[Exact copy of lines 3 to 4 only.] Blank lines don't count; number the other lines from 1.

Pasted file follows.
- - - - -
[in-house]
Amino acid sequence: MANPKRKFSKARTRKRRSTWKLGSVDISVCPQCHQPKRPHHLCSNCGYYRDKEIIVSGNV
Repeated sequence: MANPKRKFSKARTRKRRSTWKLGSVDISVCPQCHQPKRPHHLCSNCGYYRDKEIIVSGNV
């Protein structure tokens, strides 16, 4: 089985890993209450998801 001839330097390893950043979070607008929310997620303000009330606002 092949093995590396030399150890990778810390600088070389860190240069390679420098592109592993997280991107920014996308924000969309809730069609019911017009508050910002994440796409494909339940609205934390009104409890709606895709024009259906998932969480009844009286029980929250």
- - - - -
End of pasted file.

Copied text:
Repeated sequence: MANPKRKFSKARTRKRRSTWKLGSVDISVCPQCHQPKRPHHLCSNCGYYRDKEIIVSGNV
């Protein structure tokens, strides 16, 4: 089985890993209450998801 001839330097390893950043979070607008929310997620303000009330606002 092949093995590396030399150890990778810390600088070389860190240069390679420098592109592993997280991107920014996308924000969309809730069609019911017009508050910002994440796409494909339940609205934390009104409890709606895709024009259906998932969480009844009286029980929250």